When the devastating earthquake hit Japan in March, the Renesas facility in Naka shook so violently that heavy semiconductor production equipment that was bolted to the floor moved from its base. Photomasks designed to produce lines only nanometers wide were broken or damaged, while cables and wires were yanked every which way.
Four other Renesas foundries, a total of half of its Japanese facilities, also suffered significant damage. But the most severe damage occurred at Renesas’ flagship manufacturing plant in Naka, which was one of the first 12-inch fab plants a few years ago.
Recovering from the quakes at a time when electricity was limited and employees were coping with personal tragedies was a challenge for companies throughout Japan. Now that Naka is operating at around 75% of capacity, Renesas is discussing its recovery plans and how its challenges have changed business relationships.
“Our customers are Tier 1s, as we worked closely with them we also communicated heavily with OEMs, who sometimes didn’t even know our chips were used in their electronic systems,” said Jim Trent, Automotive Vice President at Renesas. “We forged tighter relationships with them, and this accelerated our merger with NEC, which had only occurred 11 months before the earthquakes.”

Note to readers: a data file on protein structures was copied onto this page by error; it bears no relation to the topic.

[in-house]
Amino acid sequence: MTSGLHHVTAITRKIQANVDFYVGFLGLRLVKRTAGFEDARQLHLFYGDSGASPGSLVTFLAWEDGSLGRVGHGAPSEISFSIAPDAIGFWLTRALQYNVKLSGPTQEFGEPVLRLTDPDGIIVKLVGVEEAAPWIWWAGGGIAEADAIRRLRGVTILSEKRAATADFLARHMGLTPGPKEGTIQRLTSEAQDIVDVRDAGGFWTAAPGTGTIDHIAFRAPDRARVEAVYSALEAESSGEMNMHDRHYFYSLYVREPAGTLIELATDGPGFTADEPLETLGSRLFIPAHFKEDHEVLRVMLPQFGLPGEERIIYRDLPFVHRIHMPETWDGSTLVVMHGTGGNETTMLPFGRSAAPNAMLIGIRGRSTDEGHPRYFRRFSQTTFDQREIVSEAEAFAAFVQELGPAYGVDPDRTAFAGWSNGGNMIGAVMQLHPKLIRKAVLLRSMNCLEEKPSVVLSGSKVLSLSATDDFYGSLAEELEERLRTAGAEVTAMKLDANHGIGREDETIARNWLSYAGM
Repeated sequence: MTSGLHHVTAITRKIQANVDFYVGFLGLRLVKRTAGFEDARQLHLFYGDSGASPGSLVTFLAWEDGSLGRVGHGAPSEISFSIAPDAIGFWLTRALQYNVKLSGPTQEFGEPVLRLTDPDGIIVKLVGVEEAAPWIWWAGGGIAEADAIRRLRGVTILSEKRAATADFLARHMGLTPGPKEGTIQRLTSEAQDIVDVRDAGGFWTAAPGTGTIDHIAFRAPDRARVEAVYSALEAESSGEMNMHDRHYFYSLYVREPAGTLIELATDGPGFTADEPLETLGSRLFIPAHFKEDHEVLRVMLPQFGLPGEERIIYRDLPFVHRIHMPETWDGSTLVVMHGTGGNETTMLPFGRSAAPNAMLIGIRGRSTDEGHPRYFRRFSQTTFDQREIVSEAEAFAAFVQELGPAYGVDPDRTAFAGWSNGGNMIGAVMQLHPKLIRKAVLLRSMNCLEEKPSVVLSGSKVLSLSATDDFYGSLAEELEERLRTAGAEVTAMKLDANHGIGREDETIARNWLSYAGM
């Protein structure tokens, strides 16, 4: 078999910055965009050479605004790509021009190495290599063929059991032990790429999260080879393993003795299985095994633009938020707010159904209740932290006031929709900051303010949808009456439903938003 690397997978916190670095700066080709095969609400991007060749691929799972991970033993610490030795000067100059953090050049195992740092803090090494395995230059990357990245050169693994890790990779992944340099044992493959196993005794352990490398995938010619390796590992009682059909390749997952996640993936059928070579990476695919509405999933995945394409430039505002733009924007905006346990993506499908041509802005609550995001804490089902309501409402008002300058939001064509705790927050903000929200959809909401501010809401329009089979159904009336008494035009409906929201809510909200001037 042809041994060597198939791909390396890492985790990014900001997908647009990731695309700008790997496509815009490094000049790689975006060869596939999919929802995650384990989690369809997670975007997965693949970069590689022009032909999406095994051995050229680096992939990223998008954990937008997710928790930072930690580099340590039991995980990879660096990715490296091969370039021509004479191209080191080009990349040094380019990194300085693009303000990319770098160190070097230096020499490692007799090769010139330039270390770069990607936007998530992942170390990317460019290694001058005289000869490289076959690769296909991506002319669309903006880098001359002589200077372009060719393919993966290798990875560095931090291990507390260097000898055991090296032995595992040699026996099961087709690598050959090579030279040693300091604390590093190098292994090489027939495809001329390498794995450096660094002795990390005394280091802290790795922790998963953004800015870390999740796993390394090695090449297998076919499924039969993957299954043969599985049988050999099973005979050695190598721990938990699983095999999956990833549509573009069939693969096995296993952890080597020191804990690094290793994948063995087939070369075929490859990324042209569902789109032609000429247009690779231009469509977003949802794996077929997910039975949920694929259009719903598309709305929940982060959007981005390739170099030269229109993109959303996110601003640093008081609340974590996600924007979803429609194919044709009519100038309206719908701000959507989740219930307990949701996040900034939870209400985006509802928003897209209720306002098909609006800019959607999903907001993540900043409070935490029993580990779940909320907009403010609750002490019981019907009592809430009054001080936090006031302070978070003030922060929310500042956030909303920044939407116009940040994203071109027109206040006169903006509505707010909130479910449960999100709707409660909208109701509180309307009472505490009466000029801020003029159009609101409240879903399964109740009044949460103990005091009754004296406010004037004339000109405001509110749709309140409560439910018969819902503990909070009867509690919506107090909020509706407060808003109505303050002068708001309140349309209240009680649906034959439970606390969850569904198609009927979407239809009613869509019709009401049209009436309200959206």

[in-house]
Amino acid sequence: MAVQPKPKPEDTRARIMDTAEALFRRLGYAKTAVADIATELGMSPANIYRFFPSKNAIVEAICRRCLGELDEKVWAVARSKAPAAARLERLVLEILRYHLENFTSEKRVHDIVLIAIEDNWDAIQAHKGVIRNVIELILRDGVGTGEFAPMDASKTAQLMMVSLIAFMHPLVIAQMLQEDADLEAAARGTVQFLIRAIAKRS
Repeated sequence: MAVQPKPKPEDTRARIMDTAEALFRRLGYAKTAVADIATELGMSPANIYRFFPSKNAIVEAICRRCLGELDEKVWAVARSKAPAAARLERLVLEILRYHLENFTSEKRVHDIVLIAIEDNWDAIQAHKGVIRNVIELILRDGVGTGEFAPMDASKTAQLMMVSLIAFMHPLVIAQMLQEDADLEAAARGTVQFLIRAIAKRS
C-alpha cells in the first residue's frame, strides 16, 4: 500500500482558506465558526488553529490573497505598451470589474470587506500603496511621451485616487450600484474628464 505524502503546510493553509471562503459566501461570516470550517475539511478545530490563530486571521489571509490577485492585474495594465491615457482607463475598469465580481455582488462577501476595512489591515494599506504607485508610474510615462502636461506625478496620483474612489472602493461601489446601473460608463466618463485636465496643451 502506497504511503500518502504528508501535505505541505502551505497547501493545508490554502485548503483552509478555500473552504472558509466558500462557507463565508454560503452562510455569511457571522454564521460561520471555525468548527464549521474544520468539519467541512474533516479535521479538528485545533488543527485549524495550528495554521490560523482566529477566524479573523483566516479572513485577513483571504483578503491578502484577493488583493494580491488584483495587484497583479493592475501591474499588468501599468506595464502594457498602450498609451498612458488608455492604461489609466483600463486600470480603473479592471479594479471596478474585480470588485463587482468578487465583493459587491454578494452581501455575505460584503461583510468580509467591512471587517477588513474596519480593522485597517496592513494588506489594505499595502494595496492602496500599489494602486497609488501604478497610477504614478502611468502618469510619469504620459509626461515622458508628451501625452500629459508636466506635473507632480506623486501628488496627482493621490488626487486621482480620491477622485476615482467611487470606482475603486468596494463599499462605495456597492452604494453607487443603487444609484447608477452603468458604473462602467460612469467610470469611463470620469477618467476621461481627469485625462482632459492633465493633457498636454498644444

The spirit of cooperation extended beyond the companies that were directly involved with Renesas. Other chipmakers made moves that helped Renesas jump start its production.
“Competitors actually deferred equipment for us. They realized that if we shut down an automaker’s production line, it could impact them as well,” Trent said.
While Renesas operated with reduced capacity, the company decided to allocate shipments according to previous levels. That ensured that all customers got some devices, which gave them the confidence that they wouldn’t be ignored for larger customers.
Now that the rebuilding project is finishing, plans to reduce the impact of a repeat are being implemented. One aspect is to have more spare parts available. Another is to employ a dual-fab approach.
“We’ll be making the same products in different factories,” Trent said. “We’re working more closely with our global partners like TSMC. We also changed some buying policies so we are not buying all our materials from a single supplier.”
Trent said there have been some positive outcomes beyond the focus that came when NEC and Renesas employees were focused on a common goal. The company will have more capacity once Naka is fully operational, and yields have also improved.